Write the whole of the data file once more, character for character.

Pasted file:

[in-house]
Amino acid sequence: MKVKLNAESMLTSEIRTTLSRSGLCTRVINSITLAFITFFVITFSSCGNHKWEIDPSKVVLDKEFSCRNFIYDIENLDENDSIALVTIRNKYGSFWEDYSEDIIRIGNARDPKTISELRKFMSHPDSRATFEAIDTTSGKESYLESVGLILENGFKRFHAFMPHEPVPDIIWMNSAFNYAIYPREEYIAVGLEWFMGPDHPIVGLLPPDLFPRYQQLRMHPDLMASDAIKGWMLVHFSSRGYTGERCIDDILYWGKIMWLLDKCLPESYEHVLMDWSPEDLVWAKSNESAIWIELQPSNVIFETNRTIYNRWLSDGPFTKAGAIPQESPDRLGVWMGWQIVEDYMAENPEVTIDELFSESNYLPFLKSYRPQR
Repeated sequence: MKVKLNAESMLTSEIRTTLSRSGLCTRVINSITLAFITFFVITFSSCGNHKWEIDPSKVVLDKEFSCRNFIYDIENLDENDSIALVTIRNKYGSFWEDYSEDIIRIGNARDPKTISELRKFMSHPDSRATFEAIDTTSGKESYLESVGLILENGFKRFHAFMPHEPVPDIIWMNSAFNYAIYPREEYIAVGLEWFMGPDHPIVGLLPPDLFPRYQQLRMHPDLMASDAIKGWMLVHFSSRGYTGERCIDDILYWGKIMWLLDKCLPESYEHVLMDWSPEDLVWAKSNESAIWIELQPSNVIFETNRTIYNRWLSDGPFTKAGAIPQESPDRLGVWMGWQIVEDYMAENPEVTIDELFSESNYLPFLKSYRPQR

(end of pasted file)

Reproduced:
[in-house]
Amino acid sequence: MKVKLNAESMLTSEIRTTLSRSGLCTRVINSITLAFITFFVITFSSCGNHKWEIDPSKVVLDKEFSCRNFIYDIENLDENDSIALVTIRNKYGSFWEDYSEDIIRIGNARDPKTISELRKFMSHPDSRATFEAIDTTSGKESYLESVGLILENGFKRFHAFMPHEPVPDIIWMNSAFNYAIYPREEYIAVGLEWFMGPDHPIVGLLPPDLFPRYQQLRMHPDLMASDAIKGWMLVHFSSRGYTGERCIDDILYWGKIMWLLDKCLPESYEHVLMDWSPEDLVWAKSNESAIWIELQPSNVIFETNRTIYNRWLSDGPFTKAGAIPQESPDRLGVWMGWQIVEDYMAENPEVTIDELFSESNYLPFLKSYRPQR
Repeated sequence: MKVKLNAESMLTSEIRTTLSRSGLCTRVINSITLAFITFFVITFSSCGNHKWEIDPSKVVLDKEFSCRNFIYDIENLDENDSIALVTIRNKYGSFWEDYSEDIIRIGNARDPKTISELRKFMSHPDSRATFEAIDTTSGKESYLESVGLILENGFKRFHAFMPHEPVPDIIWMNSAFNYAIYPREEYIAVGLEWFMGPDHPIVGLLPPDLFPRYQQLRMHPDLMASDAIKGWMLVHFSSRGYTGERCIDDILYWGKIMWLLDKCLPESYEHVLMDWSPEDLVWAKSNESAIWIELQPSNVIFETNRTIYNRWLSDGPFTKAGAIPQESPDRLGVWMGWQIVEDYMAENPEVTIDELFSESNYLPFLKSYRPQR